Back to camp for this rather saucy little number and Jon says, “A peculiar music-hall number only sung at FSCs as far as I know.”

There’s clearly more to these camps than I thought, although in fairness some of the bolder choices have come from that fireside setting. I don’t know whether this could perhaps be called topical, given the current interest in the burlesque. I can’t offer any links for this, should you wish to research the revival of interest in Queenie’s trade that will be up to you. Suffice to say that this one raised a chuckle with its church bell dénouement. I wonder how old this song is.
You can buy the February digital album now from all good download stores.


32 Responses to “Queenie”

  1. Yer Gran says:

    This was my Dad’s party piece (to Mother’s disgust) from his RAF days in WW2.It’s an Andrews Sisters number(now we’re talking harmony!)written by Johnny Mercer and recorded by the Andrews in 1942.It was,”Take ’em off,take ’em off,cry the boys at the rear,pretty soon down the front that is all you can hear”.Shame Dad’s not around to sing along! Great version Jon,your plaintive tone adding delicacy!Many good memories here,thanks

  2. Joe Offer says:

    I’ve always know this song as “Strip Polka,” written by Johnny Mercer. Lyrics are in the Digital Tradition Folk Song Database at Mudcat:

    My understanding is that Mercer wrote the song in 1942, and it was popularized by the Andrews Sisters. Jon’s lyrics are quite different from the Mercer song, but I would think that Mercer’s song is the original source.

    I can’t think of an American songwriter I like better than Johnny Mercer.

    -Joe Offer, The Mudcat Cafe-

  3. David says:

    Excellent version of an unusual song. For a modern equivalent, try listening to Chris de Burgh’s “Patricia the Stripper” (as performed by Siobhan and I a couple of times at the Ring O’ Bells!)

  4. Katie says:

    Thanks for that one, off work sick today and that gave me a smile from beginning to end!
    (Congrats on the Bellowhead wins at the Folk Awards too).

  5. muzza (s.e.England) says:

    And here I am……patiently waiting for some of Cecil #’s lovely school songs…”Early one morning” “the Nightingale”, “Drink to me only”, “Strawberry Fayre”. Woe is me!

  6. Simon says:

    Muzza, perhaps we should set up a help line for people affected by issues arising from these songs??

  7. muzza(s.e.England) says:

    @Simon…….Naaaah….I’m the one out of step and so I’d better knuckle down and sing ’em meself on the old NForest82…….blimey 8mths since I did me last one! I’ll have another three up by sunday… the voice & arthritus willing.

  8. Gordon says:

    I’ve commented before on Jon’s apparent psychic powers when my wifes favourite Bellowhead song Fakenham Fair appeared on AFSAD on her birthday.

    Now we have more proof!

    Jo tells me that “Queenie” is very reminiscent of the saucy songs her Dad used to sing to her many years ago in her home town of Bridgwater.

    Guess where we’ll be travelling back to from the Black Country this weekend.

    See you on Saturday Jon!

  9. Joe Offer says:

    This song has led us to some ecdysiastical fun at Mudcat:

  10. Maureen Musson says:

    Whilst on the subject of risqué RAF songs, how about Follow the Band, as done at the Dirty Weekend show? Go on, Jon, I dare you!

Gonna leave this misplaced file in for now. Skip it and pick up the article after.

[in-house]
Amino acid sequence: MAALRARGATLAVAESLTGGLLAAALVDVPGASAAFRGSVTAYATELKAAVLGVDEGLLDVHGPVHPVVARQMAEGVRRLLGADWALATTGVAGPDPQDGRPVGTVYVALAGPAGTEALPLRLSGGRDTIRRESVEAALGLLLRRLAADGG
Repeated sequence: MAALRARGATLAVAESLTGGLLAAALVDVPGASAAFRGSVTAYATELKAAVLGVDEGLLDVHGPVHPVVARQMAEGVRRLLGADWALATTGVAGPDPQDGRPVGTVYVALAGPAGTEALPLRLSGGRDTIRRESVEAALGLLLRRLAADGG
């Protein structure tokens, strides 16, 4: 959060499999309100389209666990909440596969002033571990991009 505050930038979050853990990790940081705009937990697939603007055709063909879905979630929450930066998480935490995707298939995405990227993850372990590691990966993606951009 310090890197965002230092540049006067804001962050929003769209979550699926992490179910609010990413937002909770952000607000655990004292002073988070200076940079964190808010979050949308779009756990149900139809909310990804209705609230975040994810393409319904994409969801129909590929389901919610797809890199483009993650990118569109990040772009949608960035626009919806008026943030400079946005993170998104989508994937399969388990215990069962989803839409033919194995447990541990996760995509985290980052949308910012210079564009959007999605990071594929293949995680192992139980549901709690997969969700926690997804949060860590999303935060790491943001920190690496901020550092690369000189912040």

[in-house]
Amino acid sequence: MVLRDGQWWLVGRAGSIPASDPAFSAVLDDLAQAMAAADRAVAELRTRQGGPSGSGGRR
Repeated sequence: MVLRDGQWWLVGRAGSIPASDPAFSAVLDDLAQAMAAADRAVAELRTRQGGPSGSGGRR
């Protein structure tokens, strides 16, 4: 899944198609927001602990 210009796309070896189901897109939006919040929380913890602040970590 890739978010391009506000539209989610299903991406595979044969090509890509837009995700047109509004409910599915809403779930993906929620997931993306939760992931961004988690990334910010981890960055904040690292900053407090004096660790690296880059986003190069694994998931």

11. Jane Ramsden says:

    Ecdysis = the act of casting off skin or outer covering, sloughing.
    Ecdysiast (facetious!) = a striptease performer.

    Good job I had the dickshunary out to anorak ‘rule’ and ‘ruler’ in the last song! Much prefer the queen in this to the kings in that one! Thanks for the Ditta von Teese, Jon. You are obviously a natural! I had some wonderful burlesque web links on my old pc which crashed, so you are thankfully all spared the out-of-place experience!

    How’s your arthritis, Muzza? Is it too much Morrisman flagcracking? If anyone has a penchant for such and lives in my not-too-far-away locality, the Craven Flagcrackers are looking for interested recruits of any age, no experience required, as recently requested in my local newspaper. There is an open day at Farnhill Institute on Sun 27th Feb between 10.30am & 3.30pm. Anyone interested, contact Squire Kevin on a number I can supply on request. Do not think there would be a problem posting it here, as he’s put in the Telegraph & Argus, but just being careful. I’m sure no-one will have to strip….

  12. Peter Walsh says:

    I’ve got those ‘lost’ links in an old email from you Jane — but let’s not go there, hahaha! We’ll never get any work done (says I, posting away when I should be repairing grease pumps). Any lady who appreciates Dita Von Tease is OK in my book! Thanks to Jon for keeping us all very entertained on this site. Maureen’s suggestion is a great idea!

  13. Eleanor Broadhurst says:

    Thankyou. They were dark days when this was removed from the FSC songbook.

  14. Eleanor Broadhurst says:

    Thankyou. They were dark days when this was removed from the FSC songbook.

  15. Diana says:

    Cheerful, cheeky and funny – Jon obviously enjoyed singing this one!

    Reynard noticed your pic appears on the Bellowhead et al site now.

  16. Muzza(NW Surrey.UK) says:

    A year on and I have softened….poor old Queenie has dreams…
    and I didn’t notice this fact the first time round…..shame on me.
    @Diana……presume the Reynard photo on Bellowhead to which you refer is his little performer at the base of the home page!

  17. Diana says:

    Yep, that’s the one Muzza, although I would have thought you could have phrased it a little differently but what else could we expect from you, you mischief maker. It is on “Mainly Norfolk” though.